Saijoji is one of the more famous Shinto Shrines in our area. At the same location is Daiyuzan Temple. Japan is a country of Shinto and Buddhism. People often marry at a Shinto shrine and at death, their funeral is conducted at a Buddhist temple.
by Kevin R Burns
Shinto Shrines: many religious rituals and events take place at these spartan, yet beautiful shrines.
At one month, babies are taken to a shrine to be blessed and so the parents can pray for the health of the newborn.
At three, 5 and 7 years old (Shichi go san) boys and girls are taken for another blessing to the shrine and families often take portraits of the whole family at a film studio.
These photos grace the walls of homes throughout the land.
Shinto Shrines – Festivals
There are many festivals throughout the year in Japan and many of these are Shinto. Portable shrines are paraded around the town throughout the day, starting in early morning, and alcohol imbibing shrine porters (myself included) transport the shrine to bless various important areas of the town including local businesses that may have donated to the shrine to have such a service.
These festivals bring the local people closer together and function as a way of bonding, in a country prone to natural disasters, and requiring cooperation to get through them.
The Shinto Religion – the Way of the Gods
“Shinto (神道, Shintō) or kami-no-michi is the indigenous spirituality of Japan and the Japanese people. It is a set of practices, to be carried out diligently, to establish a connection between present day Japan and its ancient past. Shinto practices were first recorded and codified in the written historical records of the Kojiki and Nihon Shoki in the 7th and 8th century. Still, these earliest Japanese writings do not refer to a unified “Shinto religion”, but rather to disorganized folklore, history, and mythology. Shinto today is a term that applies to public shrines suited to various purposes such as war memorials, harvest festivals, romance, and historical monuments, as well as various sectarian organizations. Practitioners express their diverse beliefs through a standard language and practice, adopting a similar style in dress and ritual, dating from around the time of the Nara and Heian Periods.”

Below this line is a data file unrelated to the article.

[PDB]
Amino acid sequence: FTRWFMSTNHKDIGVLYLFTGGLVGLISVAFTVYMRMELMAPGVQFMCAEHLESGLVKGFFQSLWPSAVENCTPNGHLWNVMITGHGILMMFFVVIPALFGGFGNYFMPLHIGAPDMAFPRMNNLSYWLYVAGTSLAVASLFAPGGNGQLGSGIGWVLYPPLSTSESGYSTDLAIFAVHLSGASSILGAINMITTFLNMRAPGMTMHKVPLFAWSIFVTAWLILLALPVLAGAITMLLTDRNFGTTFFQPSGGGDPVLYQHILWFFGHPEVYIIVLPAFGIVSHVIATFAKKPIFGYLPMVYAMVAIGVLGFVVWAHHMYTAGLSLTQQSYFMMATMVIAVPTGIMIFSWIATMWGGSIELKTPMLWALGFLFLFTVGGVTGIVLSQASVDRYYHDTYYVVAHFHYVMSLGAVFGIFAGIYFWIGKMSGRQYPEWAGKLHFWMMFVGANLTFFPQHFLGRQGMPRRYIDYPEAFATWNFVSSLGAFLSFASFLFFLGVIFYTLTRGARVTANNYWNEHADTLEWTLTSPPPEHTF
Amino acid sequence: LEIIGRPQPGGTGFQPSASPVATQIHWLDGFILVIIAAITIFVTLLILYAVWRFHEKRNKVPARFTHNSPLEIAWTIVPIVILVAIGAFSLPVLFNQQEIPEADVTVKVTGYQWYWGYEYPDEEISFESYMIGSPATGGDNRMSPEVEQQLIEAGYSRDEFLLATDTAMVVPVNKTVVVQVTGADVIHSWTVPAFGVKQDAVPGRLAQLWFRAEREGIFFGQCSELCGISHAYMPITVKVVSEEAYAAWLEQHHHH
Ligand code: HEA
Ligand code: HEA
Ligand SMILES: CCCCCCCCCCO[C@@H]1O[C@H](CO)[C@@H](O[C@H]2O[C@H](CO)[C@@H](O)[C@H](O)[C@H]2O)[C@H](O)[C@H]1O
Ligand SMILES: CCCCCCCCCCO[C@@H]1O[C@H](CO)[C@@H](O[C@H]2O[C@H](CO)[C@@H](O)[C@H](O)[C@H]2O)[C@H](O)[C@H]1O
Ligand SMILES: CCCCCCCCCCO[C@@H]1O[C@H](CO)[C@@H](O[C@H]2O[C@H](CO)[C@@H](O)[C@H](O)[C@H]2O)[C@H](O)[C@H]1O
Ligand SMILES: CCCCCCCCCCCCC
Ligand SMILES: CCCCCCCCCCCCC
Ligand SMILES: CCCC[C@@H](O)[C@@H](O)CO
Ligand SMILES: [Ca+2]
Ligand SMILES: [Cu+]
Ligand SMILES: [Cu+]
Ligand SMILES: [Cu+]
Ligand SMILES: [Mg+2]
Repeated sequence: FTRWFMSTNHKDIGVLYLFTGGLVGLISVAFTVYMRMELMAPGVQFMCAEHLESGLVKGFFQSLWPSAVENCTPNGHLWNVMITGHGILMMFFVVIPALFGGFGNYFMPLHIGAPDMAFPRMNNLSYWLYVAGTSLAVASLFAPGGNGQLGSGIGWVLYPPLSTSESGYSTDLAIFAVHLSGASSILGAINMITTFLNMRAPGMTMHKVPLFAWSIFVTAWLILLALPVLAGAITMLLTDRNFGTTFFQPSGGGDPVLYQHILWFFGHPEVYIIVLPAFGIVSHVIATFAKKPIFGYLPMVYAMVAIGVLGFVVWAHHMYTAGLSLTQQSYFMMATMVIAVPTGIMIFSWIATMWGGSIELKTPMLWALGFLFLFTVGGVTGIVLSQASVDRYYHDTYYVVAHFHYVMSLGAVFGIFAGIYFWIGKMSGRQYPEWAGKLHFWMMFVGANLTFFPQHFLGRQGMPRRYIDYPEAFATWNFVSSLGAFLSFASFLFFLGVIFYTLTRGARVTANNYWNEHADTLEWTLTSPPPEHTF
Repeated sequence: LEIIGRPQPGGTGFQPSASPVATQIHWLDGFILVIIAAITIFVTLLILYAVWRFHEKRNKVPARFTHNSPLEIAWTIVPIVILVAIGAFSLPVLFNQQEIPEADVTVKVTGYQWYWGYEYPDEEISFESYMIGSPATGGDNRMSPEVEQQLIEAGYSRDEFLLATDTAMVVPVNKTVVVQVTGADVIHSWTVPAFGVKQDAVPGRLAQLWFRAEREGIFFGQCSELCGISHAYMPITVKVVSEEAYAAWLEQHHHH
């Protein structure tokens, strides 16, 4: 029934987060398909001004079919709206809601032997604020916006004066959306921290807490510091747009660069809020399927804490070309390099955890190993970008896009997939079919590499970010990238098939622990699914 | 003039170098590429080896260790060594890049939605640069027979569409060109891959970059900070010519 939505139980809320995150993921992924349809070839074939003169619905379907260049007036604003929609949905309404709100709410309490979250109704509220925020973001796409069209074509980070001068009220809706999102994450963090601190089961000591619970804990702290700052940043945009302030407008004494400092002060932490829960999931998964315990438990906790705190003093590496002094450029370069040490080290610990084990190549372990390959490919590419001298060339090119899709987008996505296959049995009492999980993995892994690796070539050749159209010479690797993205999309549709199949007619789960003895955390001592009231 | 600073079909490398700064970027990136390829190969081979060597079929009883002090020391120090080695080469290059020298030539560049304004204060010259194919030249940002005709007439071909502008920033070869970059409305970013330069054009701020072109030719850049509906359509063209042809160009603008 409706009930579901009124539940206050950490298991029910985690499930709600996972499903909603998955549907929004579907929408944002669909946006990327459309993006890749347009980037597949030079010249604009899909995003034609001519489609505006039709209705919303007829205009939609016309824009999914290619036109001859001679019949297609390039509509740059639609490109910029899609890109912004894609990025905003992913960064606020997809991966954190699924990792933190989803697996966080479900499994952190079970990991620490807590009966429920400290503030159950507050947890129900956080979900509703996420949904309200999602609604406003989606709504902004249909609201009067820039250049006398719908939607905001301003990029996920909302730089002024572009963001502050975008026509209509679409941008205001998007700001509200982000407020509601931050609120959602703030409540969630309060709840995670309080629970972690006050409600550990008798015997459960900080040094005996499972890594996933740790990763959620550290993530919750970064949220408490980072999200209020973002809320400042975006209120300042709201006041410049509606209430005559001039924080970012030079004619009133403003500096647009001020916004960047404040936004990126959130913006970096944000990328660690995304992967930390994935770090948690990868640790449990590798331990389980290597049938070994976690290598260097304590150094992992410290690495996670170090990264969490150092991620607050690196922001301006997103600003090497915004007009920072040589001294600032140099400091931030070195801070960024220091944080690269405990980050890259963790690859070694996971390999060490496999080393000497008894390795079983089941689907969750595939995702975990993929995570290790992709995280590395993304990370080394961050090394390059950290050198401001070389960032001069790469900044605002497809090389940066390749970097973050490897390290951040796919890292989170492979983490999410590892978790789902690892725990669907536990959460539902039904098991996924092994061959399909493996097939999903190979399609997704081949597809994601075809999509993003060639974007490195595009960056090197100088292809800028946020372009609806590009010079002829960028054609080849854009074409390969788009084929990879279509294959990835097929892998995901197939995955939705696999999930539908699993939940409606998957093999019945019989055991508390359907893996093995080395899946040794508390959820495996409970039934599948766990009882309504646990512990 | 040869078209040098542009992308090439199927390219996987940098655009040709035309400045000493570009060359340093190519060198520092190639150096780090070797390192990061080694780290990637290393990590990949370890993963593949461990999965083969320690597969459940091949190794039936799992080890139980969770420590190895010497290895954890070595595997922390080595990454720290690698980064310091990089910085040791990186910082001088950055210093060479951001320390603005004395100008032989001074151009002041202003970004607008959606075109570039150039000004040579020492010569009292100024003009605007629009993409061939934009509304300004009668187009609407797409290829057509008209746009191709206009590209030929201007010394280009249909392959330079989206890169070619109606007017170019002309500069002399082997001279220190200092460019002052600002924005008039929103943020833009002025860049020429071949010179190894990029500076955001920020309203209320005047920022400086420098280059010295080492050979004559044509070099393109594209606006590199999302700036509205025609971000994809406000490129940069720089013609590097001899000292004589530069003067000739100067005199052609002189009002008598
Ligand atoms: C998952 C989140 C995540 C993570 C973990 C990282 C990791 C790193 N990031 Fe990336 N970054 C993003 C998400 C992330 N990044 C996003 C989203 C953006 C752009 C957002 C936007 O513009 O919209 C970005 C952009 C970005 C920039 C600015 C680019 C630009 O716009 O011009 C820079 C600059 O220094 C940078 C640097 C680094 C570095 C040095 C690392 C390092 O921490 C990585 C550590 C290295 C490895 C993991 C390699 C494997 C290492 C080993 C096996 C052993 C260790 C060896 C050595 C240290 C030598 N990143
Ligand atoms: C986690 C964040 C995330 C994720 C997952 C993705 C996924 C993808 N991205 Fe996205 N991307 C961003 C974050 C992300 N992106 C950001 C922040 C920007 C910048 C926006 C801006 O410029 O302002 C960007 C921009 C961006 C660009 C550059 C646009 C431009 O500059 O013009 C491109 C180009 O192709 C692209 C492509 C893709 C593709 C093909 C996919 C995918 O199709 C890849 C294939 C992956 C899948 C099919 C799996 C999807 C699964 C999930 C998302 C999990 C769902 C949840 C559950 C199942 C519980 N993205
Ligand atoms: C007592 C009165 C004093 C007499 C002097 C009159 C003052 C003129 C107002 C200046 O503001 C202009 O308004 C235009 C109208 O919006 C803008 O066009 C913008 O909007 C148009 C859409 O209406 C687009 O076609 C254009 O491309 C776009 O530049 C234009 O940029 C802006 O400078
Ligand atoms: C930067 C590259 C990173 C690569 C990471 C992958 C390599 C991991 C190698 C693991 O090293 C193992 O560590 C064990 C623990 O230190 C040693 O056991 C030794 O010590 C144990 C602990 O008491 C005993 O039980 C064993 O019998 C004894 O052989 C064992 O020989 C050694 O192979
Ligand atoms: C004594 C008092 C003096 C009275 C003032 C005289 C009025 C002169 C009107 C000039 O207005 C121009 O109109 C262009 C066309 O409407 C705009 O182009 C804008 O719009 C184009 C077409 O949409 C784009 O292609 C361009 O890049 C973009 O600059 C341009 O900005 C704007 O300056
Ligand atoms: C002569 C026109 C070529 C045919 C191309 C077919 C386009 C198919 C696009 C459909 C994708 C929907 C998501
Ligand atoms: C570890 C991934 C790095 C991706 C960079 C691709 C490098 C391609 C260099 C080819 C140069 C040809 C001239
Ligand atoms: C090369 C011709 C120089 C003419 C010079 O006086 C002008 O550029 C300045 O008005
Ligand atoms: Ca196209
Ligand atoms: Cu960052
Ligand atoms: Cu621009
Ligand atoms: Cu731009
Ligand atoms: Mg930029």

My father in law and my wife believe in Shinto. It is the native religion of Japan. Basically they believe that Kami (sama) or Gods (plural) are everywhere. For example if you are going to hammer a nail in a wall in your house, you should say a little prayer in case a God happens to be there in your wall.
“Kami are defined in English as “spirits”, “essences” or “deities”, that are associated with many understood formats; in some cases being human-like, in others being animistic, and others being associated with more abstract “natural” forces in the world (mountains, rivers, lightning, wind, waves, trees, rocks). Kami and people are not separate; they exist within the same world and share its interrelated complexity.”
Shinto desires to connect ancient Japan with modern
Even when you rent an apartment in Japan, if there is a small shrine usually on a raised platform near the ceiling, you must check to see if a God lives there. My wife was quite concerned each time we rented an apartment, and was sure to check if a God was present.
If a God is present you must give food, ie)mikan (Japanese mandarin oranges) and sake, to show reverence and nourish theGod who protects your abode. Should you not do this, thenbad luck may befall you.
My father in law, strongly believes, that until he became adevout shintoist, his luck was not good. Everything fell intoplace after becoming a devotee. Indeed he has done well. So who can tell why?